I think there are two things. What would change, for example the point on education, nowadays it’s mostly about getting people into another bullshit job as fast as possible, to earn as much as possible. We tell our kids that they should make sure they get a well-paid job, not to study the arts, to do something useful. If kids knew that they could fall back on a basic income they would start making different choices, education would be about preparing you for life and not just the job market.
The other answer I have for you is that if we look at countries right now with shorter or longer working weeks, it is actually the countries with the shorter working weeks that have the most social capital, the most volunteer work, the most theatre and event goers and the least television watched.
I’m quite optimistic that, as I write in the book, if we have more time we can do more.
I can’t get round the fact that while universal basic income is a nice idea, and I’m sure it will be implemented, it will be by blunt force because we won’t have a choice.
As a historian, I think it’s important to emphasise the possibilities and that there are no laws of history. At the end of the 1960s under Nixon everyone believed that there was going to be some form of basic income implemented and it didn’t happen, due to a bizarre set of coincidences. It could have easily gone the other way but it didn’t. I’m not an optimist, I’m not a pessimist, I’m into possibilities– it can go either way. There’s Tyler Cowen, you might have heard about him, he’s an American economist who has written a lot of very pessimistic books about the future of the US, and what he thinks is that it may well be that in the future 80% of the population might have free WiFi and good enough food, cheap housing, but that’s about it and 80% of the population will basically have a job that’s about making the rich feel good about themselves. That’s a possibility as well, that’s imaginable, there’s no moral that says ‘And now we are going to introduce universal basic income!’ you have to fight for these ideas.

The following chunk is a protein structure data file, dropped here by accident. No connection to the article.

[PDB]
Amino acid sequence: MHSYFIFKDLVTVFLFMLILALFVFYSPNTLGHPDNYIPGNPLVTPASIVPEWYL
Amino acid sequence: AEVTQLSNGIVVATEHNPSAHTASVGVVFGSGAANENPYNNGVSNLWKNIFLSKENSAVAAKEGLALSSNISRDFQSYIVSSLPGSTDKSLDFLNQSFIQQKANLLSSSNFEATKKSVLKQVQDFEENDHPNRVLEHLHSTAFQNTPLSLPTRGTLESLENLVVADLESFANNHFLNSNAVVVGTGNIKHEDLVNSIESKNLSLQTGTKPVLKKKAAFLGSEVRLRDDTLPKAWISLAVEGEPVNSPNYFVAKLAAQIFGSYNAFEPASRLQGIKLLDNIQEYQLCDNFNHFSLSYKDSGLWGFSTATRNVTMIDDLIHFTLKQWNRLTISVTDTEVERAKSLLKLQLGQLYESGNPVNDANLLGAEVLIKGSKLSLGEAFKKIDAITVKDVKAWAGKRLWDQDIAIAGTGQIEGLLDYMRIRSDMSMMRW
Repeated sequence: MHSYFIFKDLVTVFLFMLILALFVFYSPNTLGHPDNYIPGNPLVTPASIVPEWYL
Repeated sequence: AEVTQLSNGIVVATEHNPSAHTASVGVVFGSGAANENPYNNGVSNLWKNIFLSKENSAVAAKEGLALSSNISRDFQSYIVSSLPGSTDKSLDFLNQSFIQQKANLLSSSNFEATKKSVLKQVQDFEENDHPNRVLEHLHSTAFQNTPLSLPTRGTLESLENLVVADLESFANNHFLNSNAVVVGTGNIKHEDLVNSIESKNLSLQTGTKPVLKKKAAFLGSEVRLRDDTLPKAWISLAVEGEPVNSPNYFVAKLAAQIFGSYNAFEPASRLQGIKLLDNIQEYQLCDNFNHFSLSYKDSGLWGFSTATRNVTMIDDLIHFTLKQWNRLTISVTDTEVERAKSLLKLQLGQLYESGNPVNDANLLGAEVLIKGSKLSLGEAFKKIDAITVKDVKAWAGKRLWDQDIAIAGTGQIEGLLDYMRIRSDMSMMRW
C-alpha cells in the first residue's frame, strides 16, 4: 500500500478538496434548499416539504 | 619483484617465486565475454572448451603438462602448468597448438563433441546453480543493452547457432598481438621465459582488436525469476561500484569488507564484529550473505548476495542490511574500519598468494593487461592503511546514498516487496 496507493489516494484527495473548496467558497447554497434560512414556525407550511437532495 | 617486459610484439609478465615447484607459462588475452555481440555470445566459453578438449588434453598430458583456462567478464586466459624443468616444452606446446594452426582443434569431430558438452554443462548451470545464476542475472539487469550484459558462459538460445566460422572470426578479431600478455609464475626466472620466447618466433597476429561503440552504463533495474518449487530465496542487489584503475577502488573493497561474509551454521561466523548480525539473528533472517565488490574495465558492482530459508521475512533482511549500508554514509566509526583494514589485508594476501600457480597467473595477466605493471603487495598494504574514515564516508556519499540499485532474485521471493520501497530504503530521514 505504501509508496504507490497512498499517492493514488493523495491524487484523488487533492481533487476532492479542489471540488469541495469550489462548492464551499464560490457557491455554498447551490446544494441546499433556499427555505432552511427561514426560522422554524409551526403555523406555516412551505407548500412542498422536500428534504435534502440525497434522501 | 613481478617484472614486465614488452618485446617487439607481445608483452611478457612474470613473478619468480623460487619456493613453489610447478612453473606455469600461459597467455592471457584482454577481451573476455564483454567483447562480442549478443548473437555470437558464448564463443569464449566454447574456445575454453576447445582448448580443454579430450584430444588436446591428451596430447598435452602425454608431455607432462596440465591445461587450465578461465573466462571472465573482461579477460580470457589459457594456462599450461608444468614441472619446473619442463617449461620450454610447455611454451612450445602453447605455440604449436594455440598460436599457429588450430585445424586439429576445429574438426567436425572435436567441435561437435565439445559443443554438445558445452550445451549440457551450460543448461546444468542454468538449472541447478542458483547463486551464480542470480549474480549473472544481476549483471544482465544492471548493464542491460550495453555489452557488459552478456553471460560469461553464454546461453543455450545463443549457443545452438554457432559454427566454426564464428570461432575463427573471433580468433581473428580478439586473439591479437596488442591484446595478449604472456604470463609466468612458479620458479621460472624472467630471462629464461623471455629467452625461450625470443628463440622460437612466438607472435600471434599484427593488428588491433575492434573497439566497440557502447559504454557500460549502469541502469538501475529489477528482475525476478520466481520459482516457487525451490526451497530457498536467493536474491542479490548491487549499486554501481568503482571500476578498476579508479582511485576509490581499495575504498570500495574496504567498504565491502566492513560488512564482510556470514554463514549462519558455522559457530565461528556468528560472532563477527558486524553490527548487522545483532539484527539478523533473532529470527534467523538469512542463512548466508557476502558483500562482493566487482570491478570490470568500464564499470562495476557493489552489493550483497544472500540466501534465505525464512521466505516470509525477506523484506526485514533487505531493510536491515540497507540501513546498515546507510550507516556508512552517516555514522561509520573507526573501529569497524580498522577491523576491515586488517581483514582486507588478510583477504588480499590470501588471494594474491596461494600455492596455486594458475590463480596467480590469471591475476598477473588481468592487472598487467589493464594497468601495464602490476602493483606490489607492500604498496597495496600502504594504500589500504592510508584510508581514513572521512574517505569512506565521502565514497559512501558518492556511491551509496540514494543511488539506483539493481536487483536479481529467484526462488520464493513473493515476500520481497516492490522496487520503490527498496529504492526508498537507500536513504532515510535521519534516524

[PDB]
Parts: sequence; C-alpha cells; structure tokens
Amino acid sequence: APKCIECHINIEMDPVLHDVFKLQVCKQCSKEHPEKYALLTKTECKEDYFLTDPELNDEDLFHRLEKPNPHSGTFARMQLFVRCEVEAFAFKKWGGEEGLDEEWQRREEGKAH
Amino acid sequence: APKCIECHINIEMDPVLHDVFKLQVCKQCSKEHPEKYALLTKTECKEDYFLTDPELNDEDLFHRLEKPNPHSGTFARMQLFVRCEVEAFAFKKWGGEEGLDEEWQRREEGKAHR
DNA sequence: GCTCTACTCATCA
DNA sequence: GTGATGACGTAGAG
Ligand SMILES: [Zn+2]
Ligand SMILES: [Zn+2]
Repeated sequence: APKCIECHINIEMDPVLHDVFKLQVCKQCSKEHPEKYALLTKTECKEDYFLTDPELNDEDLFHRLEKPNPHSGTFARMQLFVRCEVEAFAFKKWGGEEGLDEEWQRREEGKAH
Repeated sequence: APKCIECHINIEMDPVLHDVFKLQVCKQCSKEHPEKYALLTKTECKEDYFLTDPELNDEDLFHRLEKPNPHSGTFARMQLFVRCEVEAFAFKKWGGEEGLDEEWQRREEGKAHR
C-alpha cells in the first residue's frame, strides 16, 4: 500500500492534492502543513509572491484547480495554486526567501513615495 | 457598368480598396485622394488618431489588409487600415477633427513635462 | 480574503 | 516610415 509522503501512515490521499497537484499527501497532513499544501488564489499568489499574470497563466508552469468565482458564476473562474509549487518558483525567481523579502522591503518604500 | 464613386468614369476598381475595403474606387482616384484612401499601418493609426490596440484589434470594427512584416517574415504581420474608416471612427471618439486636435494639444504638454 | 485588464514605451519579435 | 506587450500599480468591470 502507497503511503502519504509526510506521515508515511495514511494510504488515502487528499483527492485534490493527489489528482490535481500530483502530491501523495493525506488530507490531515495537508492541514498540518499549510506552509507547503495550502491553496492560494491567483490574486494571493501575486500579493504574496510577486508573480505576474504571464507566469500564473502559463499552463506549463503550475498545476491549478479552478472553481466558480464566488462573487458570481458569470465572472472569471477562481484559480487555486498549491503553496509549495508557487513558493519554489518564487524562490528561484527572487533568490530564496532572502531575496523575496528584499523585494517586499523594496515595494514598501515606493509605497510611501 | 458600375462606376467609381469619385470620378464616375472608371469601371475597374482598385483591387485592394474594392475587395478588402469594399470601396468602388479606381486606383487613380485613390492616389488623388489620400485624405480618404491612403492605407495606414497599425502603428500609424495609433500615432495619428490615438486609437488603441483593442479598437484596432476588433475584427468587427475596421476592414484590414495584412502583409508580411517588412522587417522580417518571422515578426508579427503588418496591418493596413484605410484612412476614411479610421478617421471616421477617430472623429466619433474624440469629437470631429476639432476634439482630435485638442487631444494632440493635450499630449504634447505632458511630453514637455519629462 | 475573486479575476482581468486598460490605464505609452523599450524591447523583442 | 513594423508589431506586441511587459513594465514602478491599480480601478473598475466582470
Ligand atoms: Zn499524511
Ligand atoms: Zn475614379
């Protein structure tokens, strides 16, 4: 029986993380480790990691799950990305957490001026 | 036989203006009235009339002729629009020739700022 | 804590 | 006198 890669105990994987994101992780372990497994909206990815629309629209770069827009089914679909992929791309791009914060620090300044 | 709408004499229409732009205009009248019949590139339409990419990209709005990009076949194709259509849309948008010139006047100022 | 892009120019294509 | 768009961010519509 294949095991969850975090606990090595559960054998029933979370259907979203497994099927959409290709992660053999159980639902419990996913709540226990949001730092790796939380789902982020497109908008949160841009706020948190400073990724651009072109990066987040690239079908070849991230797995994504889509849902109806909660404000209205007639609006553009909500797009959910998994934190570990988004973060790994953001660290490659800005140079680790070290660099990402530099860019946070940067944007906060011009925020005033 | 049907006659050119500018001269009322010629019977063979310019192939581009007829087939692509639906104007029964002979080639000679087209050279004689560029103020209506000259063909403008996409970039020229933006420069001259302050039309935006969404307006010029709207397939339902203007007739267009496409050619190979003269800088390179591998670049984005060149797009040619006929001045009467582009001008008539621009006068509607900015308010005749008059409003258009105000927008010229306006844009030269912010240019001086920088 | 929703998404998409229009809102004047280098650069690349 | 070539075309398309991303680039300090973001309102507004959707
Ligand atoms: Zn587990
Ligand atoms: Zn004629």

We’re pretty docile aren’t we? We just like stories.
Yeah, we’re a story-telling species.
Would you agree that universal basic income is just another story we tell ourselves?
Obviously. But it’s a story with a lot of good evidence behind it. I mean, if you go all the way back to Karl Marx with the Communist manifesto and Capital, he always used the language of science to convince people of those ideas. I believe in facts and evidence but it’s not always enough because underlying all these facts are values, always ideas that might not necessarily be true but that you need to make explicit. What happened in the 1990s is that we sort of forgot that, and thought that economic growth was just a neutral thing, that the way we define progress is neutral, this is just the way things are.
Karl Marx had this great line somewhere in his work that the goal of socialism is not to solve the problems of life, but to be able to face them, to start living, and we’ll find out that it is actually really difficult to live a good life. I think that will forever be the case – we will always have to keep finding meaning in new things, in religion, in our relationships etc. but now there are so many people stuck in bullshit jobs they don’t care about, people stuck in poverty, people who don’t even get to live the life that might be worth living. There is so much ambition, talent and potential that is just wasted and that is what my book is about.